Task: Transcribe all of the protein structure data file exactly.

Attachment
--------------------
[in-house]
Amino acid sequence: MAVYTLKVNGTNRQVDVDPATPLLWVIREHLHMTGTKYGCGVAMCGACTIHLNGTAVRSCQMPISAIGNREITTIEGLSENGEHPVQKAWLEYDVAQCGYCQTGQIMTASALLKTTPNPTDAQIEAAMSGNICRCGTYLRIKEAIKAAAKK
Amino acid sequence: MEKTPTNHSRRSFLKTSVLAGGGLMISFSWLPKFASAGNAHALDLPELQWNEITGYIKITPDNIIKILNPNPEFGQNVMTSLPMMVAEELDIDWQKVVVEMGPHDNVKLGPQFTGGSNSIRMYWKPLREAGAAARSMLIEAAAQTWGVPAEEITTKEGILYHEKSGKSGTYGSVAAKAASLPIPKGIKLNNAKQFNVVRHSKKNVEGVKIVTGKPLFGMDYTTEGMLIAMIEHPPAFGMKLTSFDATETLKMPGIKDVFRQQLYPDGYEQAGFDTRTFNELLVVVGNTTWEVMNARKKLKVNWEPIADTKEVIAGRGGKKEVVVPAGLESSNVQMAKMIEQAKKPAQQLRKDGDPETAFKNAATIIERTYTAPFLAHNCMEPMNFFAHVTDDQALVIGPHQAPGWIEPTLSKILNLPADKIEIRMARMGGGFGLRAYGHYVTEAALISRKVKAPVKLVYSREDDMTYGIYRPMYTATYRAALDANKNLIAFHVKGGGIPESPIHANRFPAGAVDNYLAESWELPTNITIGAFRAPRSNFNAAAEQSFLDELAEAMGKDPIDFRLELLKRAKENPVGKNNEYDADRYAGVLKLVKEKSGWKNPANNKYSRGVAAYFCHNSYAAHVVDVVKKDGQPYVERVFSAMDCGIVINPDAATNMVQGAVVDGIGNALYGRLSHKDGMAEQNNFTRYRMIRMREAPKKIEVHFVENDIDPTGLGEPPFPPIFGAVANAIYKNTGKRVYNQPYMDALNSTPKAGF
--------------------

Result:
[in-house]
Amino acid sequence: MAVYTLKVNGTNRQVDVDPATPLLWVIREHLHMTGTKYGCGVAMCGACTIHLNGTAVRSCQMPISAIGNREITTIEGLSENGEHPVQKAWLEYDVAQCGYCQTGQIMTASALLKTTPNPTDAQIEAAMSGNICRCGTYLRIKEAIKAAAKK
Amino acid sequence: MEKTPTNHSRRSFLKTSVLAGGGLMISFSWLPKFASAGNAHALDLPELQWNEITGYIKITPDNIIKILNPNPEFGQNVMTSLPMMVAEELDIDWQKVVVEMGPHDNVKLGPQFTGGSNSIRMYWKPLREAGAAARSMLIEAAAQTWGVPAEEITTKEGILYHEKSGKSGTYGSVAAKAASLPIPKGIKLNNAKQFNVVRHSKKNVEGVKIVTGKPLFGMDYTTEGMLIAMIEHPPAFGMKLTSFDATETLKMPGIKDVFRQQLYPDGYEQAGFDTRTFNELLVVVGNTTWEVMNARKKLKVNWEPIADTKEVIAGRGGKKEVVVPAGLESSNVQMAKMIEQAKKPAQQLRKDGDPETAFKNAATIIERTYTAPFLAHNCMEPMNFFAHVTDDQALVIGPHQAPGWIEPTLSKILNLPADKIEIRMARMGGGFGLRAYGHYVTEAALISRKVKAPVKLVYSREDDMTYGIYRPMYTATYRAALDANKNLIAFHVKGGGIPESPIHANRFPAGAVDNYLAESWELPTNITIGAFRAPRSNFNAAAEQSFLDELAEAMGKDPIDFRLELLKRAKENPVGKNNEYDADRYAGVLKLVKEKSGWKNPANNKYSRGVAAYFCHNSYAAHVVDVVKKDGQPYVERVFSAMDCGIVINPDAATNMVQGAVVDGIGNALYGRLSHKDGMAEQNNFTRYRMIRMREAPKKIEVHFVENDIDPTGLGEPPFPPIFGAVANAIYKNTGKRVYNQPYMDALNSTPKAGF